“But, Faith, you might really die. You might get pneumonia. Please, Faith don’t. Let’s go into the house and get something for your feet. Oh, here’s Jerry. I’m so thankful. Jerry, make Faith get off that snow. Look at her feet.”
“Holy cats! Faith, what are you doing?” demanded Jerry. “Are you crazy?”
“No. Go away!” snapped Faith.
“Then are you punishing yourself for something? It isn’t right, if you are. You’ll be sick.”
“I want to be sick. I’m not punishing myself. Go away.”
“Where’s her shoes and stockings?” asked Jerry of Una.
“She gave them to Lida Marsh.”
“Lida Marsh? What for?”
“Because Lida had none—and her feet were so cold. And now she wants to be sick so that she won’t have to go to church to-morrow and wear her striped stockings. But, Jerry, she may die.”
“Faith,” said Jerry, “get off that ice-bank or I’ll pull you off.”
“Pull away,” dared Faith.
Jerry sprang at her and caught her arms. He pulled one way and Faith pulled another. Una ran behind Faith and pushed. Faith stormed at Jerry to leave her alone. Jerry stormed back at her not to be a dizzy idiot; and Una cried. They made no end of noise and they were close to the road fence of the graveyard. Henry Warren and his wife drove by and heard and saw them. Very soon the Glen heard that the manse children had been having an awful fight in the graveyard and using most improper language. Meanwhile, Faith had allowed herself to be pulled off the ice because her feet were aching so sharply that she was ready to get off any way. They all went in amiably and went to bed. Faith slept like a cherub and woke in the morning without a trace of a cold. She felt that she couldn’t feign sickness and act a lie, after remembering that long-ago talk with her father. But she was still as fully determined as ever that she would not wear those abominable stockings to church.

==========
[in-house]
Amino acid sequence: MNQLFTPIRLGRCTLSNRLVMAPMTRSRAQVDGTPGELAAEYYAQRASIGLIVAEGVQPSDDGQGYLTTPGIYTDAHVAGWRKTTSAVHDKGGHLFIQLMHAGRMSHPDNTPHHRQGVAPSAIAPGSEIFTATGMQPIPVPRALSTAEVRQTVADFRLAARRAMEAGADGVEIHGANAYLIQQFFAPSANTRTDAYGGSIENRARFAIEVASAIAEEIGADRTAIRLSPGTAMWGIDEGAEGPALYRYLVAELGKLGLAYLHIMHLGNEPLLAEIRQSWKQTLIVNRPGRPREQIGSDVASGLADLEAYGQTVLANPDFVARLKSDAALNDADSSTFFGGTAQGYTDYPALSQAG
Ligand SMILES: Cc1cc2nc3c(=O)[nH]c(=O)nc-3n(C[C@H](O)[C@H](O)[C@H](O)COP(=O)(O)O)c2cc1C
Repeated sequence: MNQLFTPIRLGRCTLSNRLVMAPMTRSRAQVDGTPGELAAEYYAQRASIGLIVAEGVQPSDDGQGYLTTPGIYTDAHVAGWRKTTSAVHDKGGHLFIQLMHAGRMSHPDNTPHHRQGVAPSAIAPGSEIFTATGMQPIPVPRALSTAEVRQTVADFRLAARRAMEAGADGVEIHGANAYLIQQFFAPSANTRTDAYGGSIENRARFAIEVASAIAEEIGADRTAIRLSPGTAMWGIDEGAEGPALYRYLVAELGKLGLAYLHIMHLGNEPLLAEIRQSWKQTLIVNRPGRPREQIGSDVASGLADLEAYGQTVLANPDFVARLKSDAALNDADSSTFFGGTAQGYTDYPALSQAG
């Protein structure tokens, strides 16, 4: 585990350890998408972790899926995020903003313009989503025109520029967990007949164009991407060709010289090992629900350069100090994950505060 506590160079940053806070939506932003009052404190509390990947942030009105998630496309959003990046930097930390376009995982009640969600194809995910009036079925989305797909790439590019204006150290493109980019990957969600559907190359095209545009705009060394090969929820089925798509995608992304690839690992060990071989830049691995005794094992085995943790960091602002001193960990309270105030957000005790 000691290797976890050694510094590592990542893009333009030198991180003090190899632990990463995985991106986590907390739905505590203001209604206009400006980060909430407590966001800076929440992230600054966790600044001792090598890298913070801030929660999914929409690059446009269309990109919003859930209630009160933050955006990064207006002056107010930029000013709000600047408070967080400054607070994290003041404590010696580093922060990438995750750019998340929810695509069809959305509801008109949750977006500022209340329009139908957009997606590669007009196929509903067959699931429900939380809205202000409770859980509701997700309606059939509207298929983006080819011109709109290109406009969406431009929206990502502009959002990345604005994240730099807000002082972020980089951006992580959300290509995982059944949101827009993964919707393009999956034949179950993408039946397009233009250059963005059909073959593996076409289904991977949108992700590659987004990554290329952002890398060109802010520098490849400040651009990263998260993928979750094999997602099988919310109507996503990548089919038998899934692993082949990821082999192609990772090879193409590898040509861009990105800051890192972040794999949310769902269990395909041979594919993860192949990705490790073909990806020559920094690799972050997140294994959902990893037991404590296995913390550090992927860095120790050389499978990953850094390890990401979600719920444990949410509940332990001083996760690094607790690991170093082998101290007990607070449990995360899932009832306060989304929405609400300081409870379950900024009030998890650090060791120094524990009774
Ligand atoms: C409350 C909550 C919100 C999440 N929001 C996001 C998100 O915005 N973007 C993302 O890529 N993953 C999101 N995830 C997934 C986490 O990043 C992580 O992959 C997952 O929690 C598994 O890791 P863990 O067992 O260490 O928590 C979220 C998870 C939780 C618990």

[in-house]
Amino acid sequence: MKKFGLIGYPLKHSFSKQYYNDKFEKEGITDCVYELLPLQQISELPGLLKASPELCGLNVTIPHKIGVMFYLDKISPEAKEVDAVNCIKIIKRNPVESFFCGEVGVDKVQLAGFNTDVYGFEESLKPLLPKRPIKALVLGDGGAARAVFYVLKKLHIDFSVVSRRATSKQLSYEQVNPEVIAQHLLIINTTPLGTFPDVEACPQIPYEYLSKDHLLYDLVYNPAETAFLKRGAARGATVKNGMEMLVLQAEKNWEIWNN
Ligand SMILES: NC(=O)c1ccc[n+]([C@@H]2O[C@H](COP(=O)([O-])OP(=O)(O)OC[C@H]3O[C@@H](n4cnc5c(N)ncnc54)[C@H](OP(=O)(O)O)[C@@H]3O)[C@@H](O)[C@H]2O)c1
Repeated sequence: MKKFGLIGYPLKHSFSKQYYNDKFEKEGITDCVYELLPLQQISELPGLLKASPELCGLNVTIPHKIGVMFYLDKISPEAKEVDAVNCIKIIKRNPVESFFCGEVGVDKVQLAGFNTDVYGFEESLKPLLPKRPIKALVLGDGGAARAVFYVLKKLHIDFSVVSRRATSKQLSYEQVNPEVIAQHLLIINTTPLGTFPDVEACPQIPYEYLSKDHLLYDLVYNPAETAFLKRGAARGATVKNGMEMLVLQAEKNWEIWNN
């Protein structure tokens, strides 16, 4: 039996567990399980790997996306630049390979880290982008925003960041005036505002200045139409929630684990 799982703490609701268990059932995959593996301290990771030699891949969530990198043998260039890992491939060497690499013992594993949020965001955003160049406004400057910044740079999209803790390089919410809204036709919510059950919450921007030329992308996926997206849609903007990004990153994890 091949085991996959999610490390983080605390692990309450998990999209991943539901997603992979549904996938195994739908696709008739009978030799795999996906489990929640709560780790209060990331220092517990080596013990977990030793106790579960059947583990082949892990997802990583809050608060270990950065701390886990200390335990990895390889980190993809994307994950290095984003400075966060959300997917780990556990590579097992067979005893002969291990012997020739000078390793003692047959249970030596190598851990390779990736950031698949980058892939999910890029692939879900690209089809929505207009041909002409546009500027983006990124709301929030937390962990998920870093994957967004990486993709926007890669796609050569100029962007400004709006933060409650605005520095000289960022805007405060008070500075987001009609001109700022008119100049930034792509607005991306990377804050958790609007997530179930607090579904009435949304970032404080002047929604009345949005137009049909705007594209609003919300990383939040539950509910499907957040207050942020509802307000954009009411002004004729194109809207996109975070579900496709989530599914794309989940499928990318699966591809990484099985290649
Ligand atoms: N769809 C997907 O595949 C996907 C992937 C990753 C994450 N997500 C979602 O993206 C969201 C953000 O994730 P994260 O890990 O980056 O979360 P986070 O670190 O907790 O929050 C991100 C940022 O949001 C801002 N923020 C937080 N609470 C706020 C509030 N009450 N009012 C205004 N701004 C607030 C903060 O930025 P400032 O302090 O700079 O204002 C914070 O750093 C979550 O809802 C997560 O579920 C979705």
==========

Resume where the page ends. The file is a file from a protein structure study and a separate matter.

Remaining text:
Faith went early to Sunday School and was seated in the corner of her class pew before any one came. Therefore, the dreadful truth did not burst upon any one until Faith left the class pew near the door to walk up to the manse pew after Sunday School. The church was already half filled and all who were sitting near the aisle saw that the minister’s daughter had boots on but no stockings!
Faith’s new brown dress, which Aunt Martha had made from an ancient pattern, was absurdly long for her, but even so it did not meet her boot-tops. Two good inches of bare white leg showed plainly.
Faith and Carl sat alone in the manse pew. Jerry had gone into the gallery to sit with a chum and the Blythe girls had taken Una with them. The Meredith children were given to “sitting all over the church” in this fashion and a great many people thought it very improper. The gallery especially, where irresponsible lads congregated and were known to whisper and suspected of chewing tobacco during service, was no place, for a son of the manse. But Jerry hated the manse pew at the very top of the church, under the eyes of Elder Clow and his family. He escaped from it whenever he could.